The World Health Organization (WHO), with the support of the Strategic Advisory Group of Experts (SAGE) on Immunization and its COVID-19 Vaccines Working Group, continues to review the emerging evidence on the need for and timing of a booster dose for the currently available COVID-19 vaccines which have received Emergency Use Listing (EUL).
This statement reflects the current understanding of vaccine performance and supply as presented to SAGE on 7 December 2021. It summarizes and contextualizes current evidence on booster vaccination. In recent weeks the SARS-CoV2 Omicron variant has emerged. Data are currently insufficient to assess the impact of this new variant of concern on vaccine effectiveness, in particular against severe disease. The statements and conclusions in this document will therefore be updated as data become available.
The following definitions and terminology are used by WHO throughout its policy recommendations on COVID-19 vaccination. This note focuses only on booster doses.
Booster doses are administered to a vaccinated population that has completed a primary vaccination series (currently one or two doses of EUL COVID-19 vaccine depending on the product) when, with time, the immunity and clinical protection has fallen below a rate deemed sufficient in that population. The objective of a booster dose is to restore vaccine effectiveness from that deemed no longer sufficient.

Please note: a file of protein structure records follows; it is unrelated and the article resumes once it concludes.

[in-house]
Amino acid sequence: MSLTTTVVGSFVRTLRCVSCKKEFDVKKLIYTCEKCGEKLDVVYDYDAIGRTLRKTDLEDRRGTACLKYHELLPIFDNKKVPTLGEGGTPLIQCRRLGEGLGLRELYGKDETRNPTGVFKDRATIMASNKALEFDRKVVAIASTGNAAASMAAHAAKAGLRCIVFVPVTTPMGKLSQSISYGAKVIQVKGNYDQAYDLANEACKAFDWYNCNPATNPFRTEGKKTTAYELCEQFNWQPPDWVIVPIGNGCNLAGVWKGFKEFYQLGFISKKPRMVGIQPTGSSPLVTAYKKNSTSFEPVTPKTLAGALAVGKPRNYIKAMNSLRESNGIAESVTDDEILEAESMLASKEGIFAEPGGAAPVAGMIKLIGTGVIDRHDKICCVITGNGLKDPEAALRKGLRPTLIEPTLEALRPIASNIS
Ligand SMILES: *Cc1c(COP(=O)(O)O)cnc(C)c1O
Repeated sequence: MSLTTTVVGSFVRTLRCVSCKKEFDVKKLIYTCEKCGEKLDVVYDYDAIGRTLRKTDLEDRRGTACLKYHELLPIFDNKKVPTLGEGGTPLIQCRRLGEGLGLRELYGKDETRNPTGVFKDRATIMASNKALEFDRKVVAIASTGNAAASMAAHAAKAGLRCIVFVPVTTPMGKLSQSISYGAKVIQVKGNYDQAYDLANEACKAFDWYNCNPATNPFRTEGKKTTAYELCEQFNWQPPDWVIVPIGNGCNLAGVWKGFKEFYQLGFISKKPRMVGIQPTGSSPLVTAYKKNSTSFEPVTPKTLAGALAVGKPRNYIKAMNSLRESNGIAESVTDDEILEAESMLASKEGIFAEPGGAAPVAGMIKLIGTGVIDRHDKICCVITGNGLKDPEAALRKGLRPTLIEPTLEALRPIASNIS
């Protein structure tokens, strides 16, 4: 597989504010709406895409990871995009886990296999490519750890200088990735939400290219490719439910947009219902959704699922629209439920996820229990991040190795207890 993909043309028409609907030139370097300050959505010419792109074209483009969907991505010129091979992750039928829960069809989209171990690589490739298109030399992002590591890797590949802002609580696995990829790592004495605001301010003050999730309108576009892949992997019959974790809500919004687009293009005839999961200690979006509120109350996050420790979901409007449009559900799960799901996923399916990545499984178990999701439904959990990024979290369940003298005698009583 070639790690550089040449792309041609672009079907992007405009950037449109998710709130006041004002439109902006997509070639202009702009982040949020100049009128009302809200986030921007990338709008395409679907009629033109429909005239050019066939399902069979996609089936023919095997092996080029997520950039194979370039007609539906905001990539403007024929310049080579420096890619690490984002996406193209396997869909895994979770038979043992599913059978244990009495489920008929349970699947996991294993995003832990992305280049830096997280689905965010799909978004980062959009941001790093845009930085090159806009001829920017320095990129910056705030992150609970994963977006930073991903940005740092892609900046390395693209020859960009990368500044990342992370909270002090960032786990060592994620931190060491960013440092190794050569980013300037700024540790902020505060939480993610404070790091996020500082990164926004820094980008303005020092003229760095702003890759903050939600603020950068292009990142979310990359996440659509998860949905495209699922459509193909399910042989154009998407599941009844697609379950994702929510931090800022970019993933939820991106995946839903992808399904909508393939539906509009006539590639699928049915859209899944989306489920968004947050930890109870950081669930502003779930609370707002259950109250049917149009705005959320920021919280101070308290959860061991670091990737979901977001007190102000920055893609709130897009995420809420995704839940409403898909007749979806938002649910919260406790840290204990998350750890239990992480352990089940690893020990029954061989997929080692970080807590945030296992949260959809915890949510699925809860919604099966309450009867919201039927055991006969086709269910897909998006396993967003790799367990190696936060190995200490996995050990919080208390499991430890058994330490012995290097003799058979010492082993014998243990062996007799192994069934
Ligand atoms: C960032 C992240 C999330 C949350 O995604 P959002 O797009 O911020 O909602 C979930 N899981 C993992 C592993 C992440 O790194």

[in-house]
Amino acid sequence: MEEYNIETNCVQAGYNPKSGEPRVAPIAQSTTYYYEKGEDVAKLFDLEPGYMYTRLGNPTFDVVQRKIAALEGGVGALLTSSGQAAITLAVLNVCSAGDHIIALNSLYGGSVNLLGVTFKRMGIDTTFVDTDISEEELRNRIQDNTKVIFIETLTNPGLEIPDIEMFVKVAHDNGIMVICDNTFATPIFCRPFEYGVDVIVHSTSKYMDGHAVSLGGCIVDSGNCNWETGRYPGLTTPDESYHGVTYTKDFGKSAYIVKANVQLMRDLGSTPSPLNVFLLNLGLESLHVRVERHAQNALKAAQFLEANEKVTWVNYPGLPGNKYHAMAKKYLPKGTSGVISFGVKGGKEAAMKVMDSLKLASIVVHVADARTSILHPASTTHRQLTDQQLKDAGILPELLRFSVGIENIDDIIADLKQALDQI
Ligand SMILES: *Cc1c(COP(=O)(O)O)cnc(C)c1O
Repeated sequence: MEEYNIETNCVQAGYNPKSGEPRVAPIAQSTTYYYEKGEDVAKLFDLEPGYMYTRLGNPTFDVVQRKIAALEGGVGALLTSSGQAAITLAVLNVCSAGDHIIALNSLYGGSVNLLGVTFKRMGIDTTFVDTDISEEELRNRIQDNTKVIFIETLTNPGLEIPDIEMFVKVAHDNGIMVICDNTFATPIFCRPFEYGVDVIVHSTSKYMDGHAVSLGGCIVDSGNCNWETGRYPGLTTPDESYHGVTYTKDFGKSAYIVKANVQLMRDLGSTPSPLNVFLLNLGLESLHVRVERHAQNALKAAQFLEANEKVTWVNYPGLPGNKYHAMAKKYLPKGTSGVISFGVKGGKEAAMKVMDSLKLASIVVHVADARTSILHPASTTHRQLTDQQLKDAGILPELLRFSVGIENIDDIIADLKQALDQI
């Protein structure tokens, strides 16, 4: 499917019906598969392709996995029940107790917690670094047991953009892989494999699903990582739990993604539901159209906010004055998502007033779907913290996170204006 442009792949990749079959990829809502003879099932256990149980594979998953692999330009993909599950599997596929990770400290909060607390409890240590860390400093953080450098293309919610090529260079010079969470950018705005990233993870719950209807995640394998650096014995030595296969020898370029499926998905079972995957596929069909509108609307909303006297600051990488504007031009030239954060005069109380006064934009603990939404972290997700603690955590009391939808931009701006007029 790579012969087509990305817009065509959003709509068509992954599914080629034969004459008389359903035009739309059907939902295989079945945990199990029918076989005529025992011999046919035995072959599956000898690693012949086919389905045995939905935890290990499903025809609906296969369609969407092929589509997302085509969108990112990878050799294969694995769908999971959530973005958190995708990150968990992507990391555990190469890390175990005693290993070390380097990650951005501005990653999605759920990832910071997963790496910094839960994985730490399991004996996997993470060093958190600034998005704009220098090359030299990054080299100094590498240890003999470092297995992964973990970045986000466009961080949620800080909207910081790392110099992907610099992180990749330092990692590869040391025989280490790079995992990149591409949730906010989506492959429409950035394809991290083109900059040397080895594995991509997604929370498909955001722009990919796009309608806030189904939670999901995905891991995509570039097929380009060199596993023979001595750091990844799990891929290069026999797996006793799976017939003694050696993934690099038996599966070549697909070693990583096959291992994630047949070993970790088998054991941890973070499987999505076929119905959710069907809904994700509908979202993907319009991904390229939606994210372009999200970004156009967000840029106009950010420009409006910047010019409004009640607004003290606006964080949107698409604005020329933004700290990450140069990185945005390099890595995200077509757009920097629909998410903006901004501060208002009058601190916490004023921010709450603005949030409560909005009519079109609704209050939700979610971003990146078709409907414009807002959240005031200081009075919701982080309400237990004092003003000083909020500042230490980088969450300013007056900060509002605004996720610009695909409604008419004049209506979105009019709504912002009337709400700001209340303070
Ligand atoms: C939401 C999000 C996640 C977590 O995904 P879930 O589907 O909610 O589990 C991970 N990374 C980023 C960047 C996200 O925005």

Additional doses of a vaccine may be needed as part of an extended primary series for target populations where the immune response rate following the standard primary series is deemed insufficient. The objective of an additional dose in the primary series is to enhance the immune response to establish a sufficient level of effectiveness against disease. In particular, immunocompromised individuals often fail to mount a protective immune response after a standard primary series, but also older adults may respond poorly to a standard primary series with some vaccines.
Vaccine booster dose policy decisions should be based on evidence of individual and public health benefit and obligations to secure global equity in vaccine access as a means to minimize health impacts and transmission, and thereby reduce the risk of variants and prolongation of the pandemic. While vaccine supply is growing, it is not evenly distributed. Lower income countries have had far less access, and face unpredictable and irregular supply. Within countries, equity considerations support improving coverage of the primary vaccination series in high risk populations as the top priority use of vaccine doses.
The WHO roadmap on the prioritization of vaccine use in situations of limited supply (hereafter: the Roadmap), as well as the Strategy to Achieve Global COVID-19 Vaccination by mid-2022, define a hierarchy of public health goals in accordance with progressively increasing control of the COVID-19 pandemic. Among those, the primary global goal for the acute phase of the pandemic is to reduce deaths and severe disease due to COVID-19 and to protect the health system. The level of population vaccination coverage needed to achieve this goal may differ between countries.
Subsequent public health goals include the reduction of COVID-19 disease burden and of viral transmission, to restore social and economic life, as described in WHO’s Strategy to Achieve Global COVID-19 Vaccination by mid-2022. These goals and vaccine use cases should be pursued only when priority risk groups have full access to vaccines in order to achieve the primary objective of substantial reduction in severe disease and mortality.